And the​ bit about exercising then?

Well,​ it’s part of​ a​ holistic picture it​ seems. the​ study also found that those who became more physically active gained less weight than those who did not. No surprises there.

So,​ not good news for vegan couch potatoes and a​ ray of​ hope for raging carnivores?

Well…,​ the​ simple message is,​ whatever you eat,​ physical activity is​ part of​ the​ weight loss,​ and health-deal.

Good health

Health too? Yes,​ this study is​ part of​ a​ larger investigation by EPIC (European Prospective Investigation into Cancer and Nutrition),​ comparing half a​ million people’s diets in​ 10 countries to​ learn how diet is​ linked to​ cancer. Results from EPIC’s investigation show that diet is​ a​ leading cause of​ some cancers.

A balanced vegetarian or​ vegan diet is​ good for your health.

Take diabetes,​ often a​ condition associated with inadequate diet and being over-weight. the​ EPIC study has revealed that diabetics carry three times the​ normal risk of​ developing colo-rectal cancer.

And a​ recent Australian study even suggests that a​ diet that is​ rich in​ vegetables and fruit can reduce the​ effects of​ asthma attacks.

The wider benefits of​ choosing a​ vegetarian or​ vegan diet for weight loss are obvious.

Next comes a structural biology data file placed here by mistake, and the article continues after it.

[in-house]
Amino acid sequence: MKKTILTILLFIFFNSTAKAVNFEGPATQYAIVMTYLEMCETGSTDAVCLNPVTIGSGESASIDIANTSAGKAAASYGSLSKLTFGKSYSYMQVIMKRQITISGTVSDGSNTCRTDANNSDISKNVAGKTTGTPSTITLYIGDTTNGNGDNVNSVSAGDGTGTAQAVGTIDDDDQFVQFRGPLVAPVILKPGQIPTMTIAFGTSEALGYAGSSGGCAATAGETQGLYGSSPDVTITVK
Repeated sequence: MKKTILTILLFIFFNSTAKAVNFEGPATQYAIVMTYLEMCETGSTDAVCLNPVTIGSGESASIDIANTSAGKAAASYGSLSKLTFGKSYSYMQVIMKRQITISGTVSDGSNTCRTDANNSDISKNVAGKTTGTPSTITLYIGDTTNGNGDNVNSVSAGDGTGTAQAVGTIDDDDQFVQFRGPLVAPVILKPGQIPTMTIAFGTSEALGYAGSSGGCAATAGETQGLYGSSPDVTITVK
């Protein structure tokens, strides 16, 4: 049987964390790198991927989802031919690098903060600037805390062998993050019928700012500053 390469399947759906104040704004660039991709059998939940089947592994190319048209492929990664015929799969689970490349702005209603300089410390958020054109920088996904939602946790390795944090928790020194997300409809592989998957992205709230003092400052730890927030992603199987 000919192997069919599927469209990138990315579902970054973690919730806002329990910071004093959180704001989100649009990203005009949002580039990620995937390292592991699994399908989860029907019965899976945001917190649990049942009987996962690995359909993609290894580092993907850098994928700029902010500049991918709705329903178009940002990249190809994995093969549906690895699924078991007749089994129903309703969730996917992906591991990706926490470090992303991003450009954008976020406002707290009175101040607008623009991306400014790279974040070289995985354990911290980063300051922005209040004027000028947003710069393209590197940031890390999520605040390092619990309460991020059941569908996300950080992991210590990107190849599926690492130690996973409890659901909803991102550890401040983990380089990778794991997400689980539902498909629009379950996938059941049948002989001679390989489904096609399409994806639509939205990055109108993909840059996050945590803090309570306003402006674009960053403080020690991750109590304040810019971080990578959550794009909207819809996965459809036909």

But… perhaps you’d still rather take the​ ‘easy way’ out and continue to​ eat meat. Meat perhaps that has been engineered for your ‘health’?

Voila! Researchers at​ Harvard University have now engineered pigs to​ produce “healthy forms of​ bacon,​ ham and pork crackling.”

Three little pigs were genetically modified to​ carry Omega 3-converting genes of​ a​ nematode worm. This gives the​ meat of​ these three little research pigs the​ benefits of​ fats and oils found in​ fish and… vegetables!

Talk about a​ long production process to​ get the​ same benefits from plants that take a​ fraction of​ the​ energy and time to​ produce.

I’m telling no porky: before long pigs will fly… But do you want to​ eat them?

Get motivated.

Weight loss may be your focus but you can see that its achievement is​ connected to​ a​ holistic picture,​ including your health and that of​ the​ world we​ live in. That is​ why you could say that many vegetarians and vegans are socially responsible eaters.

Perhaps that insight will give you the​ motivation to​ become a​ vegetarian or​ vegan: to​ lose weight…and to​ discover a​ whole new world!

Of course some people have medical conditions that cause them to​ be over weight.

It would be foolish to​ recommend a​ vegetarian diet as​ a​ miracle cure in​ those instances. But in​ all other cases of​ being over weight there is​ one over-riding thing that you need: Motivation.

If you know why you want to​ lose weight you will do it. Motivation is​ everything. the​ evidence is​ in​ on​ effectiveness of​ vegetarian diets with respect to​ weight loss.

If you also know that you are doing your body and the​ planet a​ favour by losing weight through vegetarian or​ vegan diets… then what are you waiting for?

It’s over to​ you!